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Comparison of inflection and derivation

 

Introduction
 

Inflection and derivation are the two main processes of word formation. They are two kinds of morphosyntactic operation.

Compare: Inflection and derivation
 

Inflectional operations create forms that are fully grounded and able to be integrated into discourse, whereas derivational operations create stems that are not necessarily fully grounded and which may still require inflectional operations before they can be integrated into discourse.

 

Here is a table that compares and contrasts inflection and derivation:

 

Inflectional operations

Derivational operations

Lexical category

Do not change the lexical category of the word.

Often change the lexical category of the word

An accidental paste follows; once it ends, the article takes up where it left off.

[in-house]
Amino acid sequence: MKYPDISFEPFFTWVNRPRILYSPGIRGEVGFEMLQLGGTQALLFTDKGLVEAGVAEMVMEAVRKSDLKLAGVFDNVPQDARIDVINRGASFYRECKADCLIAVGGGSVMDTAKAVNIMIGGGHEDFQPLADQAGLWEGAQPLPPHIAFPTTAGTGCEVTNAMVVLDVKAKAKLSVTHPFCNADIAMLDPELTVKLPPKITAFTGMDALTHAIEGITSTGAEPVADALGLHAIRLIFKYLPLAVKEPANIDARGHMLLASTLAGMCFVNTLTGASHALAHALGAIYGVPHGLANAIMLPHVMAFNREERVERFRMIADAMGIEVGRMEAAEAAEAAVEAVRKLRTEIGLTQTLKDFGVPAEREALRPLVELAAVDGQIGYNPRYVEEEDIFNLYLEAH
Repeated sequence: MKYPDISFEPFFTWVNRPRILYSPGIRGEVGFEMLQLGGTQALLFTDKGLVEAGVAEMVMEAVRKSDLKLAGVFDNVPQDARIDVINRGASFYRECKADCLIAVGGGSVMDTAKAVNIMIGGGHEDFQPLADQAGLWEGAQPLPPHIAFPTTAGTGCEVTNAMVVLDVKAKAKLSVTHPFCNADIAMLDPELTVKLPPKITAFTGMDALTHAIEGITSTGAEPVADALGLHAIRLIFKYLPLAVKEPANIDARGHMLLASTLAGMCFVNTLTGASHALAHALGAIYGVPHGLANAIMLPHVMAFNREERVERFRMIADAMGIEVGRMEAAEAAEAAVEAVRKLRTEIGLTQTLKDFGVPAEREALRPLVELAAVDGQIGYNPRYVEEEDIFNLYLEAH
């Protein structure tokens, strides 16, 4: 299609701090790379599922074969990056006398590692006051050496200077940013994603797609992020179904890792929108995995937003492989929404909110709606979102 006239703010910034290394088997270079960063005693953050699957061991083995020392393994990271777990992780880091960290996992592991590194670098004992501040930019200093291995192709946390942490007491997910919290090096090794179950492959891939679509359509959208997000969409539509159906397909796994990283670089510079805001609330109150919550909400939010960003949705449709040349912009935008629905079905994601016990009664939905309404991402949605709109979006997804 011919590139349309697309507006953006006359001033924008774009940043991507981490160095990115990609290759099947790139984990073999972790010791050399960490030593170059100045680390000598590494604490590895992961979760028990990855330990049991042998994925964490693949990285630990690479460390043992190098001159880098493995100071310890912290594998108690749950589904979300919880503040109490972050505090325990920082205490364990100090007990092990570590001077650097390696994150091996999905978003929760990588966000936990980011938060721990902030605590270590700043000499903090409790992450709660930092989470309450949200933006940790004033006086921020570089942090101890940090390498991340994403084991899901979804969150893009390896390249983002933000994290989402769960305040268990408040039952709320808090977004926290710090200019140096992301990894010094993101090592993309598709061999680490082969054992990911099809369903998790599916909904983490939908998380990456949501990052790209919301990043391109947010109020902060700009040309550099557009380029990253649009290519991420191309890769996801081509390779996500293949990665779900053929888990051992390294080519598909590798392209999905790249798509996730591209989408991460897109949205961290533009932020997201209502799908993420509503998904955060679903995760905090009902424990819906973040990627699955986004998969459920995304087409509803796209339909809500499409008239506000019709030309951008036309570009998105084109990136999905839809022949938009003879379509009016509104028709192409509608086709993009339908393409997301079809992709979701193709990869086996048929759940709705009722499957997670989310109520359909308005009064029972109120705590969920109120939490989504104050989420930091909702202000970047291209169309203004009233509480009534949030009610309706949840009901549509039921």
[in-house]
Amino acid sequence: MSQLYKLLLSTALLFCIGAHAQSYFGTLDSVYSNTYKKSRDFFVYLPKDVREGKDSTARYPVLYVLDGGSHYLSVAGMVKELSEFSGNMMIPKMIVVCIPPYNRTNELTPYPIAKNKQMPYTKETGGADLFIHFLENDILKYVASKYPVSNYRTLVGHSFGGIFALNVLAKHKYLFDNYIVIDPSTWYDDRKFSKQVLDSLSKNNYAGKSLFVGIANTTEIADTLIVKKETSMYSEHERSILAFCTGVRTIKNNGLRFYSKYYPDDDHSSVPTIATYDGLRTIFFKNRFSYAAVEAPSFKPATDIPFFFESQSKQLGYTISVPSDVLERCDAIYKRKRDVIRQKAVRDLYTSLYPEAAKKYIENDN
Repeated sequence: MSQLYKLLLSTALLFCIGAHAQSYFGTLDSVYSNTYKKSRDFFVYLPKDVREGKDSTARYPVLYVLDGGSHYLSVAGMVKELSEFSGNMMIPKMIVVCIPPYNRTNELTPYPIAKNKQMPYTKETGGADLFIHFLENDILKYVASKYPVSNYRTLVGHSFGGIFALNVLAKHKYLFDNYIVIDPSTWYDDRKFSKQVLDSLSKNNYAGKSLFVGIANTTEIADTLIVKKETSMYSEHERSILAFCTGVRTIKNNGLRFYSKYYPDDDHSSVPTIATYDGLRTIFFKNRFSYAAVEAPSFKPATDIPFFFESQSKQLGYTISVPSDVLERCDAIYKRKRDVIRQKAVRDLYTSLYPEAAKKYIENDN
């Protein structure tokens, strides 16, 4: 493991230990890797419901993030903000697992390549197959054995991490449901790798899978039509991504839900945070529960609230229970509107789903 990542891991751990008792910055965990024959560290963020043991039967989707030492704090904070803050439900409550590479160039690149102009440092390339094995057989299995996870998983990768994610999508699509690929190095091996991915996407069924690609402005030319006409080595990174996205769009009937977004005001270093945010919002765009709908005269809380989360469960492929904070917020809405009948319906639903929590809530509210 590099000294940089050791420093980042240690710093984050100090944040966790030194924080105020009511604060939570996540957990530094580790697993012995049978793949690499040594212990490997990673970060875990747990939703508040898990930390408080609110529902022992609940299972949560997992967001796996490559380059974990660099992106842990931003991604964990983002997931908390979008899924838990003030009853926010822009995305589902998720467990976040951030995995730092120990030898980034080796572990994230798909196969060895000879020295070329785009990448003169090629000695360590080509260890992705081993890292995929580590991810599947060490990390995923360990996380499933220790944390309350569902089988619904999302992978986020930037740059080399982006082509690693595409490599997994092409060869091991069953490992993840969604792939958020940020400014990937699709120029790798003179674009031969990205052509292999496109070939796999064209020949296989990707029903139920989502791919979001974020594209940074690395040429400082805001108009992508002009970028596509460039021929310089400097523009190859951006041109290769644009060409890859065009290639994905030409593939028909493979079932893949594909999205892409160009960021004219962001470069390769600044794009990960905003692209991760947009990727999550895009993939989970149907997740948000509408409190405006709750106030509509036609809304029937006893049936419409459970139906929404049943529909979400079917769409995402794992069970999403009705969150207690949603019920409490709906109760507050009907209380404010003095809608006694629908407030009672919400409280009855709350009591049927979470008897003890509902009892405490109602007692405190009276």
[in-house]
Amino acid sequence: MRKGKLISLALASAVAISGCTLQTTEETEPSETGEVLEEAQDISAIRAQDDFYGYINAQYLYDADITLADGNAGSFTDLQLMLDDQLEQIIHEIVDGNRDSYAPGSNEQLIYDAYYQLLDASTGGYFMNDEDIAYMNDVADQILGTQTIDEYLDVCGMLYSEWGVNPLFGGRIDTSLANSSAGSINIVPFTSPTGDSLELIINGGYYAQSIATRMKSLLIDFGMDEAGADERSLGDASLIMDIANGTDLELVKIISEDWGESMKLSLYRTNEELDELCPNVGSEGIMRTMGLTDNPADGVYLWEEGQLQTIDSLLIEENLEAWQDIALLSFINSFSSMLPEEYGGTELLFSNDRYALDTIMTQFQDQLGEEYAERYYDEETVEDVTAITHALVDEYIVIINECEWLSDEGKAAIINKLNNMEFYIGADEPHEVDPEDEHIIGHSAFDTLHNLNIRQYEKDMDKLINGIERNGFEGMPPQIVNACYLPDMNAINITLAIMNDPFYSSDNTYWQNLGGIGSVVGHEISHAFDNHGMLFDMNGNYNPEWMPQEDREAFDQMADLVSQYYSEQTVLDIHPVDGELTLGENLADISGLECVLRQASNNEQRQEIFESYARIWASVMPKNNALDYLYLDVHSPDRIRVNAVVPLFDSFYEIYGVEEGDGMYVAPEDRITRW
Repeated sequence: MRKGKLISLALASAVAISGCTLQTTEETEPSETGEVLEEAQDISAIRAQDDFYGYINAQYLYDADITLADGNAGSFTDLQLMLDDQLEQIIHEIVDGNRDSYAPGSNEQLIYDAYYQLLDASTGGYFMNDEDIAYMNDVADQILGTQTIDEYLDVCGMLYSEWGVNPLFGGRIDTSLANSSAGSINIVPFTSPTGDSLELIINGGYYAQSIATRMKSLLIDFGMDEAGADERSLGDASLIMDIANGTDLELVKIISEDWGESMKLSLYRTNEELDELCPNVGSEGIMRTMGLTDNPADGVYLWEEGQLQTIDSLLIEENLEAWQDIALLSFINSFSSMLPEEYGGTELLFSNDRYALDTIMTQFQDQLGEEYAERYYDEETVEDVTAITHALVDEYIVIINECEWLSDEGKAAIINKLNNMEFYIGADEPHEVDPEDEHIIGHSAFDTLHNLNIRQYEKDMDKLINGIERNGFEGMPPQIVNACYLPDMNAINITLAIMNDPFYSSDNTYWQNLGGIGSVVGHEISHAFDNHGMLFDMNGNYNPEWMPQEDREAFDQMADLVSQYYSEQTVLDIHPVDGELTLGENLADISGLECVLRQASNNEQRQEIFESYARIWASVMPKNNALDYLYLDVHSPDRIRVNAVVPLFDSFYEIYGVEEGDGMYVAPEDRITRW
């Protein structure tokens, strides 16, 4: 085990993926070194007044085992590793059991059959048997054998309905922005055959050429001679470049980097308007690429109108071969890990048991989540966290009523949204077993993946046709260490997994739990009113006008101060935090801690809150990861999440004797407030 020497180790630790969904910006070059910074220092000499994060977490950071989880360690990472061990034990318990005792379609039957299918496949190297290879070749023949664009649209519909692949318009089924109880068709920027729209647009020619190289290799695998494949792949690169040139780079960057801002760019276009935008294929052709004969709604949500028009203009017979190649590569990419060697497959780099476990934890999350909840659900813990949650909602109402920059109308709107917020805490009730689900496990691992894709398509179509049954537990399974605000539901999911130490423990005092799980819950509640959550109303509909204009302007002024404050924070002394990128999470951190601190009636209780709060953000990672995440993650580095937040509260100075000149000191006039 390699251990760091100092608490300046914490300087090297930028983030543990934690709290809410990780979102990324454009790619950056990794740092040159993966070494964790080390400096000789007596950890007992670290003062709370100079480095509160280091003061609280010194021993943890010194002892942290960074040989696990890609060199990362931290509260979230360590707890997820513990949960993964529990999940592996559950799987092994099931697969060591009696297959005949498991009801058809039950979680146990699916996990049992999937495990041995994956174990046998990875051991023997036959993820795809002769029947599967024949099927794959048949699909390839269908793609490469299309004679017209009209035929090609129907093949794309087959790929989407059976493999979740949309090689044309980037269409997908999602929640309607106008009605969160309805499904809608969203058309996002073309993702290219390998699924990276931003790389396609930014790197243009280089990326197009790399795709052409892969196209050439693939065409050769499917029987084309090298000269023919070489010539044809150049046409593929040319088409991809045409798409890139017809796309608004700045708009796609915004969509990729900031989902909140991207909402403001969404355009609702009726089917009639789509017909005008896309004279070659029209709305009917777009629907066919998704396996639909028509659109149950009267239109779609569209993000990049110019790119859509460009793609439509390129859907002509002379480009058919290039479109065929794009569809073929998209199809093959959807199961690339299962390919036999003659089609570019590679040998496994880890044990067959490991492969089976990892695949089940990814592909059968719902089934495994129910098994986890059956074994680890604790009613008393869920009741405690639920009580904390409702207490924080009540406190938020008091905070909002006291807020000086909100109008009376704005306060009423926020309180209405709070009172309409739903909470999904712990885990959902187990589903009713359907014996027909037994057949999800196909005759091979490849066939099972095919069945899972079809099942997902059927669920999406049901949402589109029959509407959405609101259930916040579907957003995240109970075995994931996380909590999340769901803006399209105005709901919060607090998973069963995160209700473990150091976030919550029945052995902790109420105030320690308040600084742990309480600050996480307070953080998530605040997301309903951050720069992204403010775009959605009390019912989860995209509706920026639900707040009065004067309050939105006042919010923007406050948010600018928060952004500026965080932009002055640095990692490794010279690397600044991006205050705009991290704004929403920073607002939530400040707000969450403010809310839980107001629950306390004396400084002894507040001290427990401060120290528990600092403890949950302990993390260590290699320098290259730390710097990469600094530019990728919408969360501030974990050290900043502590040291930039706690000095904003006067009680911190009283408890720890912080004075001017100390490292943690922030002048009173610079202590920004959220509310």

Location

Tend to occur outside derivational affixes.

Tend to occur next to the root

Type of meaning

Contribute syntactically conditioned information, such as number, gender, or aspect.

Contribute lexical meaning

Affixes used

Occur with all or most members of a class of stems.

Are restricted to some, but not all members of a class of stems

Productivity

May be used to coin new words of the same type.

May eventually lose their meaning and usually cannot be used to coin new terms

Grounding

Create forms that are fully-grounded and able to be integrated into discourse.

Create forms that are not necessarily fully grounded and may require inflectional operations before they can be integrated into discourse

 
Note:

Inflection versus derivation is more a continuum than a strict distinction. Some operations fall in between the prototypical extremes. Operations tend to migrate diachronically from inflection to derivation. (Very rarely do they migrate in the opposite direction.)

Source:

Payne, T. 1997a 26


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